The Bedford Housing Partnership is enumerating what it says are transformative benefits that could result from the town’s compliance with the state law requiring zones that allow multi-family housing by right.
In a lengthy statement prepared during a recent meeting, the panel “urges the public to participate fully in this process and support compliance with the new law,” noting, “Ultimately, the goal is to provide adequate housing that is inclusive of all household types.”
The law affects towns and cities served by the Massachusetts Bay Transportation Authority, including communities adjacent to routes. In Bedford’s case, the requirement is for a minimum of 50 acres with a density of at least 15 units per acre with no age restrictions.
The Planning Board has been exploring possible boundaries for compliance over the past several months during regular meetings, a focus group, and two public forums. Deliberations are scheduled to continue at the board’s 8 p.m. virtual meeting on Thursday.
The board’s goal is to prepare a zoning overlay plan for inclusion on the March 25 Annual Town Meeting warrant. Deadline for compliance with the statute is Dec. 31.
The law does not require the construction of any housing, only the opportunity to build it by right in parts of town.
Part of the Planning Board’s approach has been to line up endorsements from large and small boards and committees. The Housing Partnership is expanding that support to advocacy.
The Partnership’s primary focus is on the growth and maintenance of the town’s affordable housing inventory. The panel, which includes representatives of the Select and Planning boards, originated from a merger of the town’s Affordable Housing and Fair Housing Committees more than 15 years ago.
According to the group’s statement, regional housing demand is overwhelming supply, as reflected in the escalating median prices for a standard single-family house in Bedford.
The partnership wrote that, according to the Warren Group, the median price rose 36 percent over the past five years from $698,000 to $949,950. The median price in 2000 was $375,000, an increase of more than 150 percent in the past 22 years.
The Housing Partnership said that “greater densities and smaller units are expected to be lower in cost.” Therefore, construction resulting from the new law would not only help first-time home buyers and generate more downsizing options for other residents, but also “give people who are employed in Bedford or who grew up in Bedford greater opportunities to live in town, including our teachers and municipal workers.”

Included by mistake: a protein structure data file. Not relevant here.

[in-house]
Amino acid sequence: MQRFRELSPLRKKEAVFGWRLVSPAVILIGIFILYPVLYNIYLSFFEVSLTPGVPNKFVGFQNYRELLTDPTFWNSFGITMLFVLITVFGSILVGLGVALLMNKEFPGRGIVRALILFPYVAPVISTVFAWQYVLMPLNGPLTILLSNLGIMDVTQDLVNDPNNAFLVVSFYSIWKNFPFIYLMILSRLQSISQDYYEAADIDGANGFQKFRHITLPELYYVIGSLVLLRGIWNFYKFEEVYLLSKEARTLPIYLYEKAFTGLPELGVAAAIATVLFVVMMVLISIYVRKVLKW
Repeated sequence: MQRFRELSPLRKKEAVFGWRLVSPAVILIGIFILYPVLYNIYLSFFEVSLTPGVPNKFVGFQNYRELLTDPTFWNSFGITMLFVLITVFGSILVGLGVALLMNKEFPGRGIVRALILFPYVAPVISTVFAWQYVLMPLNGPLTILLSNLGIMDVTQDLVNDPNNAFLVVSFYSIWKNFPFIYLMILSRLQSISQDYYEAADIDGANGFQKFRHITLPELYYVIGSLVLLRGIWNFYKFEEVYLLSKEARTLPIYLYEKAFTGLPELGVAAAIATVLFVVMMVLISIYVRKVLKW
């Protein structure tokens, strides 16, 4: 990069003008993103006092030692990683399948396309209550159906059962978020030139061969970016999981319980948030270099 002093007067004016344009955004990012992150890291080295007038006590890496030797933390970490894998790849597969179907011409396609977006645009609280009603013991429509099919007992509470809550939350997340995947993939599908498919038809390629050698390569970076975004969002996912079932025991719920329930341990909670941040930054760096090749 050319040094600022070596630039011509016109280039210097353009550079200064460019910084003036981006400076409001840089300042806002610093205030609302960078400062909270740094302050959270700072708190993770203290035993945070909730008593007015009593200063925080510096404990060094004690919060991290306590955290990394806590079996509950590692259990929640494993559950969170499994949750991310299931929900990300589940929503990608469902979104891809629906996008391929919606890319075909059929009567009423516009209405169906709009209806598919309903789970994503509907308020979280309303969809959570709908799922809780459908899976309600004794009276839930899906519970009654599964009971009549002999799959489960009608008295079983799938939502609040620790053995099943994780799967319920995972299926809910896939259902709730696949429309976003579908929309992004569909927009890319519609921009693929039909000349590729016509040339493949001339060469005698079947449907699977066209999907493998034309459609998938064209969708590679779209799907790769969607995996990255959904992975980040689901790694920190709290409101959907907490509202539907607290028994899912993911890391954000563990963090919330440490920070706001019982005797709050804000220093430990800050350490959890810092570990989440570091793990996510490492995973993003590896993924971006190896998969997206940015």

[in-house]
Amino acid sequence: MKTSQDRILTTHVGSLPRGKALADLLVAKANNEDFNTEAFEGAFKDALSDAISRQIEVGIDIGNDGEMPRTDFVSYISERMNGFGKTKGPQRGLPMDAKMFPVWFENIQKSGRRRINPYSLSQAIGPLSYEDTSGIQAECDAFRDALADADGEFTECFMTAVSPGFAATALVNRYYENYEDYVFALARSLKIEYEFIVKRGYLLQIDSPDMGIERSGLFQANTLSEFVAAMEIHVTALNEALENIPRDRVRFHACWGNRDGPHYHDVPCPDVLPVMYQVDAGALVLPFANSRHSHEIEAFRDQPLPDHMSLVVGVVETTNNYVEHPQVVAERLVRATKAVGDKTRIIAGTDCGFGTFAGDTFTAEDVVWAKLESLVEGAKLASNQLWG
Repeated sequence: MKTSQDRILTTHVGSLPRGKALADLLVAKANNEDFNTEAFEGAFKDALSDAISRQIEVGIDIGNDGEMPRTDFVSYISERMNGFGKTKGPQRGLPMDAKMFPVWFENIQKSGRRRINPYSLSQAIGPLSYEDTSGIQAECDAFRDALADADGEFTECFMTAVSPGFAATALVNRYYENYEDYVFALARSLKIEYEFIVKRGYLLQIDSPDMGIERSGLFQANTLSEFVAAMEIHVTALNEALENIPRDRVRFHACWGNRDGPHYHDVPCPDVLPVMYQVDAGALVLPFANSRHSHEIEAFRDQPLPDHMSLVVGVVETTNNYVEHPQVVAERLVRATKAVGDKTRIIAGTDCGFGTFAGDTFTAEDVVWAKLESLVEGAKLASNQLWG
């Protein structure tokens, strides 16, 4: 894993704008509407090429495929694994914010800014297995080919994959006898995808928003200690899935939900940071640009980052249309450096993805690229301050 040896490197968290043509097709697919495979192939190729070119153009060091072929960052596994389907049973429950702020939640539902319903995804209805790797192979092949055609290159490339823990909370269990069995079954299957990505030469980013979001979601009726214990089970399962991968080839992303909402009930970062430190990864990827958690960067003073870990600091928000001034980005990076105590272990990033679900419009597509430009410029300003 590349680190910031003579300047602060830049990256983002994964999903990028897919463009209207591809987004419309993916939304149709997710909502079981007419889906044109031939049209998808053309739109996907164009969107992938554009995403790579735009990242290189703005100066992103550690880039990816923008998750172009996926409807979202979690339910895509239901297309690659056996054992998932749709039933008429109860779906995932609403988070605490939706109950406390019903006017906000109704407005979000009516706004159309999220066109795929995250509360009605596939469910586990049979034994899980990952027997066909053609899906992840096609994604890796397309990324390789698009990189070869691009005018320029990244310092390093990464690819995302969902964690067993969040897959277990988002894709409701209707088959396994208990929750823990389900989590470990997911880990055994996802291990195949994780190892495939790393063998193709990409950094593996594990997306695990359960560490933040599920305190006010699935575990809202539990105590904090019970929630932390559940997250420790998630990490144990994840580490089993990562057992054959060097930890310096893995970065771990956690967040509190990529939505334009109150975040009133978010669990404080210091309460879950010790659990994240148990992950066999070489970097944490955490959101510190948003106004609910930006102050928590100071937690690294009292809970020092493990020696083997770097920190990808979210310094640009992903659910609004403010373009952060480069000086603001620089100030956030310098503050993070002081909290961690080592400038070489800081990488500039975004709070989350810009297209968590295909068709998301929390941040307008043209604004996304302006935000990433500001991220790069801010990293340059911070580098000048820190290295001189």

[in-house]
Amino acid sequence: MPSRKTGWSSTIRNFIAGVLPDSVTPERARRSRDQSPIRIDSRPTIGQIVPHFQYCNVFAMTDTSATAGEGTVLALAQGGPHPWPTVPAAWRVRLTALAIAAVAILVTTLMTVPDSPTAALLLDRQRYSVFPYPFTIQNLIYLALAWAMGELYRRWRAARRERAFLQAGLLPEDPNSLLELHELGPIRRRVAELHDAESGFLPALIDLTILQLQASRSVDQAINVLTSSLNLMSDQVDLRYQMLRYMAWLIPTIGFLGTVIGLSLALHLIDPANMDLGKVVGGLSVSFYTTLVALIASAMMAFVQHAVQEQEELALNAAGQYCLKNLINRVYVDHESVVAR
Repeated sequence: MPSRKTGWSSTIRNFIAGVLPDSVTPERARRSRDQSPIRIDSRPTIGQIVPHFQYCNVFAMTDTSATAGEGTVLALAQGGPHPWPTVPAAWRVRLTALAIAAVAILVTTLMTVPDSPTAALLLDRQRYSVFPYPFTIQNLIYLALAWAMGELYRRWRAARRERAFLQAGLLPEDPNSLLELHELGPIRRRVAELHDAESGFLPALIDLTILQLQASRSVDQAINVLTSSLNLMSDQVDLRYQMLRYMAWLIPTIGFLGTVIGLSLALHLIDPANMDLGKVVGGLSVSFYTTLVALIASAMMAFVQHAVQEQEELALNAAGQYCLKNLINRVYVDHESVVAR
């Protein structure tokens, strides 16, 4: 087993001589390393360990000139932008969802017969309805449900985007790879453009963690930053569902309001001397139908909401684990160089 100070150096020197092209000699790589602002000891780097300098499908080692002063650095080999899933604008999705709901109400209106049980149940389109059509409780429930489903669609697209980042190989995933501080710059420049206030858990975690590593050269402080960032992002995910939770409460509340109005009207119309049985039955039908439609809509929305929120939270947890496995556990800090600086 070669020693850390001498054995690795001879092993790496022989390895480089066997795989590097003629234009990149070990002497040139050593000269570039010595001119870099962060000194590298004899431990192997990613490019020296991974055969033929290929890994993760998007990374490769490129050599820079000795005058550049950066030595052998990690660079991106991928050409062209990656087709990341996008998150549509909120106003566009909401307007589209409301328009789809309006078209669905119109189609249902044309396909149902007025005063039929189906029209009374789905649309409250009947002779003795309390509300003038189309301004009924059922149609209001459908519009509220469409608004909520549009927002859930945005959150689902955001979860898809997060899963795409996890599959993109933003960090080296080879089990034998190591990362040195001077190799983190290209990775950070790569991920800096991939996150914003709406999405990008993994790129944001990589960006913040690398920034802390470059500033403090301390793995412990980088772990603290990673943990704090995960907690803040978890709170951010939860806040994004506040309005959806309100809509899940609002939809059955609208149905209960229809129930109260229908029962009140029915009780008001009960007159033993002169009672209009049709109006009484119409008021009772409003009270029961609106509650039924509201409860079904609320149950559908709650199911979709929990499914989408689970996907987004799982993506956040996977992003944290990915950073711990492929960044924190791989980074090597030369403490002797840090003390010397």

Another outcome would be “additional affordable housing opportunities, and broader ‘missing middle’ housing designs,” the group pointed out.
The statement offered various data points to illustrate the critical local need for expanding the housing inventory:
- Citing 2015-2019 statistics from the federal Department of Housing and Urban Development, more than 30 percent of renters in Bedford are “cost-burdened, meaning they are paying more than 30 percent of their income toward rent.”
- Less than half of the renting households “could afford the median rent for two- or three-bedroom units in 2022 without being cost-burdened. In 2023, an income of $142,800 is needed to afford the median two-bedroom rent of $3,570 a month and $160,000 is needed to afford the median three-bedroom rent of $4,000 a month,” data gleaned from last summer’s Zillow Observed Rent Index.
- According to the 2021 American Community Survey, in Bedford “30 percent of households headed by someone 65-plus have an income of $50,000 or less,” compared to 8 percent of households headed by someone younger than 65.
“Buying a house is too expensive for many current residents,” the statement asserted. “Median sales price of a house in 2022 is $949,950. A household would need an income of $248,306 to afford this. Yet, the median income in Bedford is $140,467 which affords a home of $504,700.”
The statement referenced using an affordability formula from the state Executive Office of Housing and Livable Communities.